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This page contains immigration updates and planning resources relating to international students and scholars and the COVID-19 pandemic. It has been issued for the information and benefit of the Tufts international student, scholar, and employee community.

Questions about Tufts COVID-19 policies and testing resources? Write to covid19testing@tufts.edu. See also the Tufts COVID-19 website for additional information.

Travel Guidance

New Travel Guidance Effective June 12, 2022

  • Effective June 12, 2022 international air travelers to the US are NO LONGER required to show a COVID-19 negative test result or proof of recovery from COVID-19 in order to board their flights: see the Rescission Order
  • However, non-immigrant visa holders are still required to show proof of full vaccination against COVID-19: see the CDC Order on Vaccination for Air Passengers

The above restrictions apply to all nonimmigrant air travelers, with limited exceptions for certain age groups and categories. For more information and details on these requirements, read the following:

 

Updated January 21, 2022

Effective January 22, 2022, all non-US citizens or permanent residents traveling to the US from Canada or Mexico by land or ferry will be required to show proof of full COVID-19 vaccination as a condition of entry into the US. This applies to travelers coming to the US for both 'essential purposes' (e.g., work or study) as well as non-essential reasons (e.g., tourism).

In addition, NAFSA's Controls at Land Ports of Entry on Canadian and Mexican Borders section of the COVID-19 Restrictions on U.S. Visas and Entry page offers a helpful summary.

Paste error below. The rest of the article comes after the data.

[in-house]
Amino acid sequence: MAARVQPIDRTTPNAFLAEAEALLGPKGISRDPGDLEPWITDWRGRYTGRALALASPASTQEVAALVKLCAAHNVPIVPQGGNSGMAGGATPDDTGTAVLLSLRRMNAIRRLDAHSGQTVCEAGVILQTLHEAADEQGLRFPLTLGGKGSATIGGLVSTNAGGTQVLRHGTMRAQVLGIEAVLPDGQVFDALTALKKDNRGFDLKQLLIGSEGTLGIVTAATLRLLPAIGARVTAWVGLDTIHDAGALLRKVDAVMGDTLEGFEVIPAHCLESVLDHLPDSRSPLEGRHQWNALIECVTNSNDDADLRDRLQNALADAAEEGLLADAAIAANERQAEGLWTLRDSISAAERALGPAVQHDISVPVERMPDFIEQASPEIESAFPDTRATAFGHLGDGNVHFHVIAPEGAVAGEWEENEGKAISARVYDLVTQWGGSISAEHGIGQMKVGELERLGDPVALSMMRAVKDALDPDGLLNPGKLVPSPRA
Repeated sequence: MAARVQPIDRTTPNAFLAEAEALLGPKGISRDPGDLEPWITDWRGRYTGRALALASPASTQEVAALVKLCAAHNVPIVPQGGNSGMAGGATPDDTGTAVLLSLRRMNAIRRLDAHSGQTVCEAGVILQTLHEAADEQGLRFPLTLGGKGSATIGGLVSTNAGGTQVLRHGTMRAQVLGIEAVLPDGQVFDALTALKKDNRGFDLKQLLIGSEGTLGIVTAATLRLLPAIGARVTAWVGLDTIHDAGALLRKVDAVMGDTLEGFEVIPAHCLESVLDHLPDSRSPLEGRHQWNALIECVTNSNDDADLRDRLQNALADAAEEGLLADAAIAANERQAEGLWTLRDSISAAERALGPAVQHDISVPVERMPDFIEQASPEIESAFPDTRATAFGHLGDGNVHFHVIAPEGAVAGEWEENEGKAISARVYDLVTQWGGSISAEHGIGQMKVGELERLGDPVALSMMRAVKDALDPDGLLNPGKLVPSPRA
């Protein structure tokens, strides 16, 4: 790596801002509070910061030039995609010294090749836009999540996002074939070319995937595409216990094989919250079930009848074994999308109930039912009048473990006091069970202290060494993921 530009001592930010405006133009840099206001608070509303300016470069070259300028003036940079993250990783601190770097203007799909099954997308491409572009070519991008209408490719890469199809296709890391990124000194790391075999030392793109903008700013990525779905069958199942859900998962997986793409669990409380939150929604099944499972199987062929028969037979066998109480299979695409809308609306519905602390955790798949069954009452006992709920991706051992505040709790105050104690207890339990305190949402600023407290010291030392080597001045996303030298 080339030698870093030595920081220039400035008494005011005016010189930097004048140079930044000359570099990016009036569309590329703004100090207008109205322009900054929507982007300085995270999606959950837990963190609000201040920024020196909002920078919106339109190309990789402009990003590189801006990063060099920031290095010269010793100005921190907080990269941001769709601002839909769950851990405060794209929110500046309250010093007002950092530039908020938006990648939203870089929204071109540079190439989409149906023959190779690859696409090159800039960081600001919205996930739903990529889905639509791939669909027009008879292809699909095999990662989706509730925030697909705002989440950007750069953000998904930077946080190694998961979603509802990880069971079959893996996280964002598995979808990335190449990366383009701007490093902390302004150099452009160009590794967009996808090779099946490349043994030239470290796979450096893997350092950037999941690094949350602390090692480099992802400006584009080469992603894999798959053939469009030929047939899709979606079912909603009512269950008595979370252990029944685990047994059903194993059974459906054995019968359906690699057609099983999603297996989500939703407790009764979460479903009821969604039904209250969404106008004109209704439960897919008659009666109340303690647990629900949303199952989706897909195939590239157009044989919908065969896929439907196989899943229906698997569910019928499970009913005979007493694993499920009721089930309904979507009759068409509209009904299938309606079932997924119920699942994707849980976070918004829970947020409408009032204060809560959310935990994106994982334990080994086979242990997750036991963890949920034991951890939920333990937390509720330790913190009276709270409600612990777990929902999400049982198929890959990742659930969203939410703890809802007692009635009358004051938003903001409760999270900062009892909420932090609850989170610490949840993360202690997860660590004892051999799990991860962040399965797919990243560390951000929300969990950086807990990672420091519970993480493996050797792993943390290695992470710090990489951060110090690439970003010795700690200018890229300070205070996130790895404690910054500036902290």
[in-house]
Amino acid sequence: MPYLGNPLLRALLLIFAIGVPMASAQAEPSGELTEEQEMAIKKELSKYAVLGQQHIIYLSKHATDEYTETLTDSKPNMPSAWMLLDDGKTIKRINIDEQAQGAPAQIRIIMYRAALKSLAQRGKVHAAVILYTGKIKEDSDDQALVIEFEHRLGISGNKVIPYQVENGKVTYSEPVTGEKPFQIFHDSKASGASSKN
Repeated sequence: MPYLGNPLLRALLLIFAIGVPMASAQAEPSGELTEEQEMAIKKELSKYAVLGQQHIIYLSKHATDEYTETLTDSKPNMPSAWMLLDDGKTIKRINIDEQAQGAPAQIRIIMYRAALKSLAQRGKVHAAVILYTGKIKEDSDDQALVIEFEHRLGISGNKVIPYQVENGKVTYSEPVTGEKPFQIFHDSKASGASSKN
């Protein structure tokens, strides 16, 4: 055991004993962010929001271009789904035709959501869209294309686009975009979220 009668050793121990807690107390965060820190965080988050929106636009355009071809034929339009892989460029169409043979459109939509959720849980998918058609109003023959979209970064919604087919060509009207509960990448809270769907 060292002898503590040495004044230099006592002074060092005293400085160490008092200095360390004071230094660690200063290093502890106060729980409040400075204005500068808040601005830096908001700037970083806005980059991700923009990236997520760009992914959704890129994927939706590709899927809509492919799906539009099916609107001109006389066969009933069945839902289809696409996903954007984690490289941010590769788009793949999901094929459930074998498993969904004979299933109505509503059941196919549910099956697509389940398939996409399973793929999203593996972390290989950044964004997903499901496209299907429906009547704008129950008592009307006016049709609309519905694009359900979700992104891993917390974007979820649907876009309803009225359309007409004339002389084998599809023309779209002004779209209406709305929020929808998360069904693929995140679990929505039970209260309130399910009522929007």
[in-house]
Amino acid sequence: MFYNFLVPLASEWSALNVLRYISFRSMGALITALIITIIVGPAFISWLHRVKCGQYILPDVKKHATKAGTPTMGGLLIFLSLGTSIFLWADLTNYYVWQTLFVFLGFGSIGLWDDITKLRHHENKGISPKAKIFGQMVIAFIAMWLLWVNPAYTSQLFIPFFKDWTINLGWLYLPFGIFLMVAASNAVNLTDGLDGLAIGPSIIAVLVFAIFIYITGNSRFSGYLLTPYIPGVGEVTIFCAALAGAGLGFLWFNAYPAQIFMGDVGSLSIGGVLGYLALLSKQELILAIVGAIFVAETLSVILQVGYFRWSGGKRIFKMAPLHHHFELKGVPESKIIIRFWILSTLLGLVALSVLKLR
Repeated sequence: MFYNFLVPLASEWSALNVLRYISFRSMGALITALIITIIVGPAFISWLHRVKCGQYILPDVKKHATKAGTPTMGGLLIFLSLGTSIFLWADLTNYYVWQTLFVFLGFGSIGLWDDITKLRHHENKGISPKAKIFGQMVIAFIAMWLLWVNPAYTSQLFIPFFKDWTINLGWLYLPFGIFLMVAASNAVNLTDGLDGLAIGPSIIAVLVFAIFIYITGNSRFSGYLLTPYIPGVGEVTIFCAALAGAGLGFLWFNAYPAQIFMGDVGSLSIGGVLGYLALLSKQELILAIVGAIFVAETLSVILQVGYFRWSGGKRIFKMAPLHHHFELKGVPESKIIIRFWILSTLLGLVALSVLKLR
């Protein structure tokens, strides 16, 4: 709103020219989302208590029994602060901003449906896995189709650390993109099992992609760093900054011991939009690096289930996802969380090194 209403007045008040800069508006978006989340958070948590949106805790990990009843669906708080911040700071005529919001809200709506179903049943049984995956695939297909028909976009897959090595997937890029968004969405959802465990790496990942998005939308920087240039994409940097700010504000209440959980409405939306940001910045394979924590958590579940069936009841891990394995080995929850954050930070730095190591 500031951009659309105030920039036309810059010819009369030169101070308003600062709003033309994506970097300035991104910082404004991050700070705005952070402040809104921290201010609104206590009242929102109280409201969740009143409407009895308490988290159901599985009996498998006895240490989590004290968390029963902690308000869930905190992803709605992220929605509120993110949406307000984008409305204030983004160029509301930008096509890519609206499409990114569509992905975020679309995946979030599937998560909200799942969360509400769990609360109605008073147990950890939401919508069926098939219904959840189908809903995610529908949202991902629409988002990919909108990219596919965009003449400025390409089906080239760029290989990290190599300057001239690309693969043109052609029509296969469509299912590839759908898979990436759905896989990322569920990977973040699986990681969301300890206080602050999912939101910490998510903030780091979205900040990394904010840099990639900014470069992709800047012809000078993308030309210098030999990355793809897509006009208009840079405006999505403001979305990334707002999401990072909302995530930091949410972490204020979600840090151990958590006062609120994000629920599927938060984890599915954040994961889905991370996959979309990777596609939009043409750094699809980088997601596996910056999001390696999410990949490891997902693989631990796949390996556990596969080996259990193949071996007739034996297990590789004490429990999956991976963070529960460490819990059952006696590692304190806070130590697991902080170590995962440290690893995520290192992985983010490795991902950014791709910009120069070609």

Employment and Practical Training

Q. What is practical training?

Practical training is a benefit for F-1 students that lets them work in the US to get additional training in their major field of study. There are two main types of practical training: curricular practical training (CPT) and optional practical training (OPT). CPT is used during studies for off-campus internship or practicum experiences. While OPT can be used before completing studies, most students use OPT for employment and training after finishing studies (post-completion OPT).

Q. What is the waiting period before I can start working for CPT or OPT?

Both types of practical training - CPT and OPT - require you to have completed at least one academic year (two semesters) of full-time study inside the US before you can start using your CPT or apply for OPT. The only exception to this waiting period requirement is if you are a graduate student and your program requires students to do a mandatory (required) internship or practicum in the first year of physical presence in the US.

Q. What happens if I am studying outside the US for part or all of the year due to COVID-19? How does this affect the waiting period?

Unfortunately, the rules for becoming eligible to do CPT or OPT have not changed during the COVID-19 pandemic. Under current Department of Homeland Security rules, you must still have studied on a full-time basis inside the US for at least two semesters before you would qualify for CPT or OPT. Therefore:

  • If you started your Tufts program outside the US and have not been in the US previously, you must be able to come to the US and complete two semesters of full-time study (this can include your final semester of study, which does not need to be full-time) in the US before you would be eligible for OPT / CPT.
  • If you were a full-time student inside the US in March 2020 (when the pandemic started), but have since been studying outside of the US on a full-time basis, we can count your semesters of full-time study toward your two semesters of eligibility.
  • If you spend your entire program outside the US, you will not be eligible for practical training since practical training eligibility requires US presence in F-1 status. Note that you are not required to have CPT or OPT eligibility if you are doing an internship or work while outside the US. Practical training is only needed to let you do work-based training while inside the US.